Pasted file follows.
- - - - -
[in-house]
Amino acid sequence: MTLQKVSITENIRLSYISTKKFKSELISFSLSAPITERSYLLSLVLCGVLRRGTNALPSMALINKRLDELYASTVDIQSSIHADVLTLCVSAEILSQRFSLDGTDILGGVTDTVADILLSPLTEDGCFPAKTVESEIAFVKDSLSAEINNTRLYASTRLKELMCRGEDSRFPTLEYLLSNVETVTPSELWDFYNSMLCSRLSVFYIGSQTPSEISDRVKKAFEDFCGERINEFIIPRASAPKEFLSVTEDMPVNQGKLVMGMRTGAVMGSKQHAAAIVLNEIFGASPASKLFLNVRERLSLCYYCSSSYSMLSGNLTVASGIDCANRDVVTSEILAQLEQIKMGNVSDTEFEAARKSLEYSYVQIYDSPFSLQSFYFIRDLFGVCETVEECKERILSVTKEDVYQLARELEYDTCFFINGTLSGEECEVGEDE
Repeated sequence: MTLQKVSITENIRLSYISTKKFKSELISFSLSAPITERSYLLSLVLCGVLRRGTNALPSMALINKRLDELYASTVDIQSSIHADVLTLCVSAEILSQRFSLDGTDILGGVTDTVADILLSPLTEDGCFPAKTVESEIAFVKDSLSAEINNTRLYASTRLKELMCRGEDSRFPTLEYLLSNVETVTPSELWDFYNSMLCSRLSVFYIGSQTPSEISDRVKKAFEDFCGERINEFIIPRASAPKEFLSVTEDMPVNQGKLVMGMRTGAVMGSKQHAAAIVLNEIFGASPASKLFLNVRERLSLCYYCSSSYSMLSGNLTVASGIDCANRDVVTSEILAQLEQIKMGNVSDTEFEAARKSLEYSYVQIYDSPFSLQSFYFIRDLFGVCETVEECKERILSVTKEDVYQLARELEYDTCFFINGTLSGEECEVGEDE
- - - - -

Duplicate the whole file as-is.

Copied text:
[in-house]
Amino acid sequence: MTLQKVSITENIRLSYISTKKFKSELISFSLSAPITERSYLLSLVLCGVLRRGTNALPSMALINKRLDELYASTVDIQSSIHADVLTLCVSAEILSQRFSLDGTDILGGVTDTVADILLSPLTEDGCFPAKTVESEIAFVKDSLSAEINNTRLYASTRLKELMCRGEDSRFPTLEYLLSNVETVTPSELWDFYNSMLCSRLSVFYIGSQTPSEISDRVKKAFEDFCGERINEFIIPRASAPKEFLSVTEDMPVNQGKLVMGMRTGAVMGSKQHAAAIVLNEIFGASPASKLFLNVRERLSLCYYCSSSYSMLSGNLTVASGIDCANRDVVTSEILAQLEQIKMGNVSDTEFEAARKSLEYSYVQIYDSPFSLQSFYFIRDLFGVCETVEECKERILSVTKEDVYQLARELEYDTCFFINGTLSGEECEVGEDE
Repeated sequence: MTLQKVSITENIRLSYISTKKFKSELISFSLSAPITERSYLLSLVLCGVLRRGTNALPSMALINKRLDELYASTVDIQSSIHADVLTLCVSAEILSQRFSLDGTDILGGVTDTVADILLSPLTEDGCFPAKTVESEIAFVKDSLSAEINNTRLYASTRLKELMCRGEDSRFPTLEYLLSNVETVTPSELWDFYNSMLCSRLSVFYIGSQTPSEISDRVKKAFEDFCGERINEFIIPRASAPKEFLSVTEDMPVNQGKLVMGMRTGAVMGSKQHAAAIVLNEIFGASPASKLFLNVRERLSLCYYCSSSYSMLSGNLTVASGIDCANRDVVTSEILAQLEQIKMGNVSDTEFEAARKSLEYSYVQIYDSPFSLQSFYFIRDLFGVCETVEECKERILSVTKEDVYQLARELEYDTCFFINGTLSGEECEVGEDE